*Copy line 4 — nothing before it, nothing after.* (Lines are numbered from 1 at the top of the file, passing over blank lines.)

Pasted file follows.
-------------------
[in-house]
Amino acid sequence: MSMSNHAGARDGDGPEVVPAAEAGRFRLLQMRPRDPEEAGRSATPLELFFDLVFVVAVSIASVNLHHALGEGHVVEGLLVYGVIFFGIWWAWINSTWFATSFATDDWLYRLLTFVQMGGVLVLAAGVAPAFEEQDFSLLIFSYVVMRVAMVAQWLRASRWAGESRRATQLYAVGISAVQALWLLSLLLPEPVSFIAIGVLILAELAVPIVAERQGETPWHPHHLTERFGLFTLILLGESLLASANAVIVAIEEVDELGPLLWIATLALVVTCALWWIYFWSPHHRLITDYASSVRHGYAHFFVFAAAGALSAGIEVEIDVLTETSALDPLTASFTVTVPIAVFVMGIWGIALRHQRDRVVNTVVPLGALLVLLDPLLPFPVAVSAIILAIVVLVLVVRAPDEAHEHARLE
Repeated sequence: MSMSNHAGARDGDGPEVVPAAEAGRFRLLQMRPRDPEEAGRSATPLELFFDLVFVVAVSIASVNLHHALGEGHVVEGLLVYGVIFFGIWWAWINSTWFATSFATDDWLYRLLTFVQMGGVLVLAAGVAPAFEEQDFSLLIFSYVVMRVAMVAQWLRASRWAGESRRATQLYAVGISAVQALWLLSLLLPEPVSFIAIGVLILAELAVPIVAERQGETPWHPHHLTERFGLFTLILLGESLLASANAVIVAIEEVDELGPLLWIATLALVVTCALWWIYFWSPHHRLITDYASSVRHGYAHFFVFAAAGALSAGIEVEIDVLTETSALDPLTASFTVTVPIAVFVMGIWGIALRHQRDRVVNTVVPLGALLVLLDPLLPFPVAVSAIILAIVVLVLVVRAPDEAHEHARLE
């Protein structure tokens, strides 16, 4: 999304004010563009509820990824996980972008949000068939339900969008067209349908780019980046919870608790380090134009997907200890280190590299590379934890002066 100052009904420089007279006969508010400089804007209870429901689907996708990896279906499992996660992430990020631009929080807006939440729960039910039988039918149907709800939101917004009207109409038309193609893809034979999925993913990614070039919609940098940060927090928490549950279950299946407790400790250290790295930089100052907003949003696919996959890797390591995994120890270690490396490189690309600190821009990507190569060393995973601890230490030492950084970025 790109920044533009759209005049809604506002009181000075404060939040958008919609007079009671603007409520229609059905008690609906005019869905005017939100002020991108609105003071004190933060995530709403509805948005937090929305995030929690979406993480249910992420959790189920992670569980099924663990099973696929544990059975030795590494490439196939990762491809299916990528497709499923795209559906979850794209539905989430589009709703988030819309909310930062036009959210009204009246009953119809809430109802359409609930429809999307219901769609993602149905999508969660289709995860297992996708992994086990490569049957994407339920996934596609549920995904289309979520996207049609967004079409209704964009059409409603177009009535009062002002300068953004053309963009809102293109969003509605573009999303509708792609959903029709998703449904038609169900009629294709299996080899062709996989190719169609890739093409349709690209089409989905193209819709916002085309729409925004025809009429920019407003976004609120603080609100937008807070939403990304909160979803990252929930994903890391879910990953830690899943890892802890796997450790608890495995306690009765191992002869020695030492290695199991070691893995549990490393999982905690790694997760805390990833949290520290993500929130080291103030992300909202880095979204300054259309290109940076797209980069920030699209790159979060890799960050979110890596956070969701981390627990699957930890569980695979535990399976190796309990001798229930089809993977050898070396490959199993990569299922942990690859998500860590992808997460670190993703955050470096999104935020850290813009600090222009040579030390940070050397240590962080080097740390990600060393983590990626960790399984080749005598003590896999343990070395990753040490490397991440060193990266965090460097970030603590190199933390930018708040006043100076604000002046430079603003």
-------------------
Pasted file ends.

């Protein structure tokens, strides 16, 4: 999304004010563009509820990824996980972008949000068939339900969008067209349908780019980046919870608790380090134009997907200890280190590299590379934890002066 100052009904420089007279006969508010400089804007209870429901689907996708990896279906499992996660992430990020631009929080807006939440729960039910039988039918149907709800939101917004009207109409038309193609893809034979999925993913990614070039919609940098940060927090928490549950279950299946407790400790250290790295930089100052907003949003696919996959890797390591995994120890270690490396490189690309600190821009990507190569060393995973601890230490030492950084970025 790109920044533009759209005049809604506002009181000075404060939040958008919609007079009671603007409520229609059905008690609906005019869905005017939100002020991108609105003071004190933060995530709403509805948005937090929305995030929690979406993480249910992420959790189920992670569980099924663990099973696929544990059975030795590494490439196939990762491809299916990528497709499923795209559906979850794209539905989430589009709703988030819309909310930062036009959210009204009246009953119809809430109802359409609930429809999307219901769609993602149905999508969660289709995860297992996708992994086990490569049957994407339920996934596609549920995904289309979520996207049609967004079409209704964009059409409603177009009535009062002002300068953004053309963009809102293109969003509605573009999303509708792609959903029709998703449904038609169900009629294709299996080899062709996989190719169609890739093409349709690209089409989905193209819709916002085309729409925004025809009429920019407003976004609120603080609100937008807070939403990304909160979803990252929930994903890391879910990953830690899943890892802890796997450790608890495995306690009765191992002869020695030492290695199991070691893995549990490393999982905690790694997760805390990833949290520290993500929130080291103030992300909202880095979204300054259309290109940076797209980069920030699209790159979060890799960050979110890596956070969701981390627990699957930890569980695979535990399976190796309990001798229930089809993977050898070396490959199993990569299922942990690859998500860590992808997460670190993703955050470096999104935020850290813009600090222009040579030390940070050397240590962080080097740390990600060393983590990626960790399984080749005598003590896999343990070395990753040490490397991440060193990266965090460097970030603590190199933390930018708040006043100076604000002046430079603003």